There is no love lost between the two leaders. Throughout the campaign they attacked each other's "settlement" proposals with a vengeance. Wickremesinghe accused the President of dividing the country with her planned constitutional reform. The President in turn charged that Wickremesinghe was planning to hand over the north and east of Sri Lanka to the LTTE and had already done a deal with the Tigers. He denied this.

Commentators, however, see very little difference between the two sides. "President Kumaratunga's solution to the ethnic crisis is not that different from the UNP's," says Paikiasothy Saravanamuttu, director of Sri Lanka's Center for Policy Alternatives, an influential nongovernmental think tank. "She is aiming to put military pressure on the LTTE to get agreement on a set of constitutional reforms."

Although the war is at the heart of everything in Sri Lanka, the campaign has centered on the freeness and fairness of the poll. This has tended to push key national issues into the background. The fear of election violence and rigging has given an enormous boost to the newly formed Alliance for Democracy, set up to campaign for a free and fair election. Its signature yellow ribbon is being worn by tens of thousands across the country. Olympic women's sprint medallist Susanthika Jayasinghe wore one in Sydney, giving the campaign a huge boost. "It is the largest ever mass campaign launched in Sri Lanka and most people are surprised by the scale of its success," says Victor Ivan, editor of the opposition Ravaya newspaper. The government sees the Alliance as a challenge to its integrity. It was so outraged by Jayasinghe's yellow ribbon in Sydney that it cancelled a welcome home parade for her. The Alliance stepped in, and some 200,000 people lined the route from the Colombo airport to her home.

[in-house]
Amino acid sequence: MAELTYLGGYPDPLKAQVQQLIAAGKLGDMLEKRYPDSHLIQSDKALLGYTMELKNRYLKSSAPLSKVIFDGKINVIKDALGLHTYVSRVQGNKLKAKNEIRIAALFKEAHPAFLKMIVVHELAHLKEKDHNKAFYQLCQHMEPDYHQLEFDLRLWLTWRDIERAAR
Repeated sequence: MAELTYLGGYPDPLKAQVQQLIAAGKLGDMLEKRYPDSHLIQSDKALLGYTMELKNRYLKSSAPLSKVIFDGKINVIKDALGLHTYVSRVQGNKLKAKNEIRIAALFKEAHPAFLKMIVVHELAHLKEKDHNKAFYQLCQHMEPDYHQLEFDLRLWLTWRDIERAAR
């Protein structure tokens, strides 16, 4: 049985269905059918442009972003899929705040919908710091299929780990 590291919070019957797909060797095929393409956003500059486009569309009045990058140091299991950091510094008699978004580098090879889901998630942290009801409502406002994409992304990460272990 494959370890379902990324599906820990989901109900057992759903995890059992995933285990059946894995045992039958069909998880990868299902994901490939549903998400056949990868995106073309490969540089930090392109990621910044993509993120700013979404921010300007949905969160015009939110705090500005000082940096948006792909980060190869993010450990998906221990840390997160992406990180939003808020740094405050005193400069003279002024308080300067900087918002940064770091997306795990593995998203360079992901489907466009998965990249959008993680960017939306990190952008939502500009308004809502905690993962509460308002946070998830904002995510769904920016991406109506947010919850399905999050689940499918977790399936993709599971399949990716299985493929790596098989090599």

The polling on Tuesday was marred by violence and rigging, according to election monitors and campaign workers. There are some 5,000 candidates seeking the support of 12 million eligible voters for the 225 seats in parliament. "There has been widespread rigging in some areas of the country, says Arjuna Parakrama, head of the Center for Monitoring Election Violence. "The scale is such that we cannot accept the result as reflecting the will of the people." He added that the poll had been free and fair in only 12 of the country's 22 electoral districts. In eight districts they were "deeply flawed". In two districts, Jaffna and the Wanni, two northern areas where the war is being fought, a "normal election" was not possible.